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A Primer On Intersectional Feminism

Since the Women's March on Washington, conversations about what the march was meant to represent, and what kind of message it actually sent, have abounded on social media. One of the most vital conversations that has continued online and off since the march is about how feminism can sometimes be presented in ways that's exclusionary. What is intersectional feminism, and why is it so important?

Feminism, both its older and current incarnations, relies on this false concept that all women are equally oppressed, a narrative that is often pushed by white women who experience substantial privilege. When feminism is framed to cater to the experiences of only white women, it fails to address the greater degree of oppression experienced by millions of others who either don't experience white privilege, or who may experience white privilege but still experience added oppression due to a disability, economic status, their sexual orientation, or a myriad mixture of other demographics.

To understand what intersectional feminism is and why it matters, it's important to understand oppression. Think of it sort of like one of those nesting dolls: A white woman experiences inequality because she's a woman. A woman of color faces oppression because she's not white, and a woman. A woman of color who is also a lesbian faces oppression because she's a woman, non-white, and not straight. A woman of color who is a lesbian and has a disability faces oppression because she's a woman, she's non-white, she's not straight, and she's not considered able-bodied. If you add on top of that economic factors, like being low-income or not having a college education, the oppression increases even further.

Intersectionality focuses on how women have multiple identities that influence the degree to which they experience oppression, and emphasizes that not all oppression is created equal. It encourages those who experience white privilege to use their privilege as a way to elevate the voices of those who are further marginalized due to race, sexuality, gender identity, religion, or physical and mental disabilities.

Another area of discussion that has really brought intersectional feminism to the forefront in relation to the Women's March is the exclusion of non-binary and trans* folks. Many of the slogans, signs, and other demonstrations of protest and unity amongst women at the march were reproductive-organ focused. While references to uteruses, ovaries, and menstruation have always been historically important to women in eras when they had little else to cling to in terms of identity, using reproductive organs as foci erases the experiences of the trans and non-binary communities.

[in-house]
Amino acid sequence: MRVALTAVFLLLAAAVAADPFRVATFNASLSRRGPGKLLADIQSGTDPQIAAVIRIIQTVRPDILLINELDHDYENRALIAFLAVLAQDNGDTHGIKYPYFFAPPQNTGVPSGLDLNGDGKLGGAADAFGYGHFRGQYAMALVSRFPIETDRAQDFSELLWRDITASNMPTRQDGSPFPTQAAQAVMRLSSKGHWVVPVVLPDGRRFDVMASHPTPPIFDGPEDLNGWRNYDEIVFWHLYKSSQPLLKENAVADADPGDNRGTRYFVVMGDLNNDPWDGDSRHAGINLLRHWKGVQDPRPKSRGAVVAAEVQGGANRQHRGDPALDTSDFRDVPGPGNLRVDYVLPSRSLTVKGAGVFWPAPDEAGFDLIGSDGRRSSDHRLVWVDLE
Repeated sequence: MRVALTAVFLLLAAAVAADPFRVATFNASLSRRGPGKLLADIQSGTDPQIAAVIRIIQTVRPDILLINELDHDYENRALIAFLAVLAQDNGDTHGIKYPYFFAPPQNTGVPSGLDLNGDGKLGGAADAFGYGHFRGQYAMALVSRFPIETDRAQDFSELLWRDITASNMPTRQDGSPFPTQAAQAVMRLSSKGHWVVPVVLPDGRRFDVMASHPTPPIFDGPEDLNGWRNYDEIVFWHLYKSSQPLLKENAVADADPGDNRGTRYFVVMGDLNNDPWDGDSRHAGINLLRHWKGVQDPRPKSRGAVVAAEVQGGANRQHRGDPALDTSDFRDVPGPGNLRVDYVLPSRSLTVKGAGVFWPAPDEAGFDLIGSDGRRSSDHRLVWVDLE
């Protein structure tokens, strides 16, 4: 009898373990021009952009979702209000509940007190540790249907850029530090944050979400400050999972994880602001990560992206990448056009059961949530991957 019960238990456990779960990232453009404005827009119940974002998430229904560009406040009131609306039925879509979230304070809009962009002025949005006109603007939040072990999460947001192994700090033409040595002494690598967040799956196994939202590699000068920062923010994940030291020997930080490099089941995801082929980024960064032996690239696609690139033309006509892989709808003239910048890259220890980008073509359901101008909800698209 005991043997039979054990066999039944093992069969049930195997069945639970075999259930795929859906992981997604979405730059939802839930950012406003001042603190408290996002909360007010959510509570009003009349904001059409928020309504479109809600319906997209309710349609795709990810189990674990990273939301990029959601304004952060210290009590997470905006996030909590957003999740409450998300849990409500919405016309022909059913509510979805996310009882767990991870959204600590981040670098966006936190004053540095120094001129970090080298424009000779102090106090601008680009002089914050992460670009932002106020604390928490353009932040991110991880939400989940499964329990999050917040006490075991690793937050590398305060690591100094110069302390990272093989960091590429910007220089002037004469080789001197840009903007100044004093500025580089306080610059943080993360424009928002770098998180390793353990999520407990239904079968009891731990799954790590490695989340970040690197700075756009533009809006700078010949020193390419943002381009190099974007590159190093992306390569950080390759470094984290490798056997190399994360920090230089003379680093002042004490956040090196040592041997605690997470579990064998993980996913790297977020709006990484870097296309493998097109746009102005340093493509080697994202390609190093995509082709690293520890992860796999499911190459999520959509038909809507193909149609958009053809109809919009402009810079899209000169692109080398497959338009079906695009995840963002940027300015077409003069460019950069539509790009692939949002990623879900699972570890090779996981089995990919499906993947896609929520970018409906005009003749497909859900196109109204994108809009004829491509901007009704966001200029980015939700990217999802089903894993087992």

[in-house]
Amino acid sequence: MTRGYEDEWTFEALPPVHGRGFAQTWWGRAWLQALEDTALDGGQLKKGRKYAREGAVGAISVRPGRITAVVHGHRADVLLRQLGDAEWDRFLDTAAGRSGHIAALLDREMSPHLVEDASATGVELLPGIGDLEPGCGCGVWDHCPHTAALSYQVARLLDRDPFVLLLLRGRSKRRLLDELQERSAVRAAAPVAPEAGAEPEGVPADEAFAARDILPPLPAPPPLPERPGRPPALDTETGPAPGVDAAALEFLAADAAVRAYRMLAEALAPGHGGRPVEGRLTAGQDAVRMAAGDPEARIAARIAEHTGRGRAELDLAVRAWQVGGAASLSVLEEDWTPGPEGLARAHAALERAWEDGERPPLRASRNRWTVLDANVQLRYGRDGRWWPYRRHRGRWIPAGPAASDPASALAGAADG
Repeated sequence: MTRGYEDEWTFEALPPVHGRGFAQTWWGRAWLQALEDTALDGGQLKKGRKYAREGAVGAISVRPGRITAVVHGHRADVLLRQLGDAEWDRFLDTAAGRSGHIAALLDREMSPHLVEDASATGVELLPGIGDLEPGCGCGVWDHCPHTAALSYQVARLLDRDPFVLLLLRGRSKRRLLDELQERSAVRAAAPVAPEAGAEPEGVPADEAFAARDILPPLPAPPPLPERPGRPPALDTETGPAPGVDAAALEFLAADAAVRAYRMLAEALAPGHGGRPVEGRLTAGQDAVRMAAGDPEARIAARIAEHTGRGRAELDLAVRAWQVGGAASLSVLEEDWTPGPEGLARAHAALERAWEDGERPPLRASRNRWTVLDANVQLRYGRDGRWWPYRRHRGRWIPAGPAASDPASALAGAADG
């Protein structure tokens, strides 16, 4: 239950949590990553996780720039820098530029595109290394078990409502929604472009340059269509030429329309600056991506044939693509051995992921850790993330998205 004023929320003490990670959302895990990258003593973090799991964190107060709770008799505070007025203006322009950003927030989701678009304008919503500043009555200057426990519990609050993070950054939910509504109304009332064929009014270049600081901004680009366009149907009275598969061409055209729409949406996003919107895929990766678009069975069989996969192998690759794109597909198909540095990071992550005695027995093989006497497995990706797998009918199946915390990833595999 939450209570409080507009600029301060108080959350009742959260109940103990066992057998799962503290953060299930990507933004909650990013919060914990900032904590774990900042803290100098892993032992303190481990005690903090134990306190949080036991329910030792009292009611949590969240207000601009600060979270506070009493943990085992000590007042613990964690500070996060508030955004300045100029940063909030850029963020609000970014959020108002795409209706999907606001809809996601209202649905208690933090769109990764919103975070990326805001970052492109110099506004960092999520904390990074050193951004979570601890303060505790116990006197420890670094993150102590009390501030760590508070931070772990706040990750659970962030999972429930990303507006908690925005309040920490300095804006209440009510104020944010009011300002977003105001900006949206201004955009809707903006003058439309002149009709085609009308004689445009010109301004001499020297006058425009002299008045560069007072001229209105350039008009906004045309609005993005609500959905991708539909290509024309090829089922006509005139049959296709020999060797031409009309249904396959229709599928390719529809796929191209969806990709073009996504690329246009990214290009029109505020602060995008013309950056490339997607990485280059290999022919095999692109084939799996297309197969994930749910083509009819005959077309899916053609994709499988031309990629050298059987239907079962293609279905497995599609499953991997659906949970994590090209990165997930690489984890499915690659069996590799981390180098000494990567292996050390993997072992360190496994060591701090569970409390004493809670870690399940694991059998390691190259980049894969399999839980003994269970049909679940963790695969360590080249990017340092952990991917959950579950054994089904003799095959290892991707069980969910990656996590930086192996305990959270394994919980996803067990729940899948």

While it's important for us to engage in productive conversations about reproductive justice and health, these issues are not limited to certain organs. Even for women, having uteruses and ovaries are not necessarily lifelong commitments — and making these the crux of modern feminism isn't just exclusionary to those who identify as women but don't have these reproductive organs, but to women who have had hysterectomies, or who are congenitally missing one or several of those organs.

Marches, and protests, in general are also often criticized by members of the disability community. Disability rights activists have been working toward equality in the realm of healthcare and medicine, including mental health, for decades. Their unique perspectives and contributions may be missed, overlooked, or invalidated by many larger organizations who don't make events accessible.

If someone suggests you "check your privilege," the defensiveness you feel probably stems from the fact that you don't think you have privilege. Or, if you acknowledge that you have privilege, that you don't understand how your privilege can be oppressive to someone else. (And, it might stem from the fact that you have experienced hardship or oppression.) For feminism, specifically, to become truly intersectional, white women who have privilege must commit to using it to elevate those who do not. Like the spectrum of oppression, there's a spectrum of privilege, too. We all find ourselves somewhere on that spectrum, and the best thing we can do is be honest about where we are, and think about ways to elevate those who we see have less privilege than we do. Acknowledging your privilege doesn't mean consenting to oppression.

Intersectionality may be viewed as being "too hard" by feminists who seek the instant gratification that would come from the advances they could make for themselves as a result of their privilege. Perhaps it's that they don't want to be "bogged down" by having to consider so many other perspectives, experiences, and identities that don't directly impact their experience.

The very ideal of equality means that until we are all equal, no one is. If you're only working toward the kind of equality that is achievable for you, that's not feminism, and it's certainly not intersectional feminism.